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Television Time Restricts Development in Babies

Author GreatDad Writers
Submitted 01-06-2009

A new review of international research suggests that specialized programs on television targeted at children under the age of two do more harm than good to the development of the child.

Infants who watched television were found to have short attention spans along with delayed language and cognitive development. A pediatrician and professor at the University of Washington, Dimitri Christakis busts the advantages of TV time for infants by saying, “The scientific evidence of benefit is just not there and the best available evidence suggests harm.” In a paper published in the Acta Pediatrica journal, he observed that the average age when children begin to watch television is presently just five months. A U.S. study found that nearly 29% of the parents polled believed that the programs they let their babies watch were educational.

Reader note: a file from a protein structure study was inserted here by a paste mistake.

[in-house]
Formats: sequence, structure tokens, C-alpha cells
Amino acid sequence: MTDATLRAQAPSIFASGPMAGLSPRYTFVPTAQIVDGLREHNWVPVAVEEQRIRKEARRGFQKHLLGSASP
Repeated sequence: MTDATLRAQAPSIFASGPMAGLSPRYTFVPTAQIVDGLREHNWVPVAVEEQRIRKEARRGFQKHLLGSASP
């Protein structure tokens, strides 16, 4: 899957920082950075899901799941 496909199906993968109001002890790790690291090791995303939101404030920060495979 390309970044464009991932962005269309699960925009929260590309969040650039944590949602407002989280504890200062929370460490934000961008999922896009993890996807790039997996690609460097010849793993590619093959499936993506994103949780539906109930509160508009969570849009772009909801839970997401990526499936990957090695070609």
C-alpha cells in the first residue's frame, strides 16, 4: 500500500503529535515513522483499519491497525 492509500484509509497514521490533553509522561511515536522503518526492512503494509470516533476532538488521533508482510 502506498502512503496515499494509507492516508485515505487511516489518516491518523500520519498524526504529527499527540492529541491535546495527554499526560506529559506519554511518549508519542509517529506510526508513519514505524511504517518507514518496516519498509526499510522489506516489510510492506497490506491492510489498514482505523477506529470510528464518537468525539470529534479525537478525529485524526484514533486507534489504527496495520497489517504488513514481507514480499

There are many companies such as Brainy Baby, Baby Genius, and Baby Einstein that produce baby programs and DVDs. Sharon Rechter, co-founder of BabyFirstTV rebuts Christakis’ claims by saying, “We know that children are learning from TV, and the best way to know that is from the millions of viewers around the world who write and tell us they’re amazed by what their children have learned.”

Christakis believes that fathers and mothers should use their parenting skills and decide what is best for their infant’s future development.